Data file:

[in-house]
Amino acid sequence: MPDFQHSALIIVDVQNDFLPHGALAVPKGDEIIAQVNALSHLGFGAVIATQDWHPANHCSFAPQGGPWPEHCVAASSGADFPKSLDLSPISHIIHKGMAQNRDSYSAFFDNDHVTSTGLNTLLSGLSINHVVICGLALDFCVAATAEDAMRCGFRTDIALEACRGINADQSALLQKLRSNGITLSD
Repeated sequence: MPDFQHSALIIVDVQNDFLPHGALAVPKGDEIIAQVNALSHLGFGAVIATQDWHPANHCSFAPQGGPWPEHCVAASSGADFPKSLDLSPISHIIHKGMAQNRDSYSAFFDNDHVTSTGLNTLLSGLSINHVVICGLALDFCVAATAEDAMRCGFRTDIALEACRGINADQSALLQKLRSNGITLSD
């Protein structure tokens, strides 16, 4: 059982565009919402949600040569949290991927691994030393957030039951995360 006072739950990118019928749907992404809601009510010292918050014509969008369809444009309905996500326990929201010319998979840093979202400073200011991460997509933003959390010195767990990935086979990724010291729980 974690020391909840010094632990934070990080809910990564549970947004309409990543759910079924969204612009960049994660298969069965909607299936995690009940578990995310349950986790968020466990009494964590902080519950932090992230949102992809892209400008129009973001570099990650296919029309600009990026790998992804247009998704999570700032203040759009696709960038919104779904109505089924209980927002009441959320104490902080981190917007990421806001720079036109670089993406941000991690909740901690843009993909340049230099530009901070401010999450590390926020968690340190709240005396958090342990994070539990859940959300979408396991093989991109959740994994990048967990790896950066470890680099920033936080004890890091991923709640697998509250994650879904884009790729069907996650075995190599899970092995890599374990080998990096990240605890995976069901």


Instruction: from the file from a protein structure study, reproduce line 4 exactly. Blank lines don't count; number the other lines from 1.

């Protein structure tokens, strides 16, 4: 059982565009919402949600040569949290991927691994030393957030039951995360 006072739950990118019928749907992404809601009510010292918050014509969008369809444009309905996500326990929201010319998979840093979202400073200011991460997509933003959390010195767990990935086979990724010291729980 974690020391909840010094632990934070990080809910990564549970947004309409990543759910079924969204612009960049994660298969069965909607299936995690009940578990995310349950986790968020466990009494964590902080519950932090992230949102992809892209400008129009973001570099990650296919029309600009990026790998992804247009998704999570700032203040759009696709960038919104779904109505089924209980927002009441959320104490902080981190917007990421806001720079036109670089993406941000991690909740901690843009993909340049230099530009901070401010999450590390926020968690340190709240005396958090342990994070539990859940959300979408396991093989991109959740994994990048967990790896950066470890680099920033936080004890890091991923709640697998509250994650879904884009790729069907996650075995190599899970092995890599374990080998990096990240605890995976069901």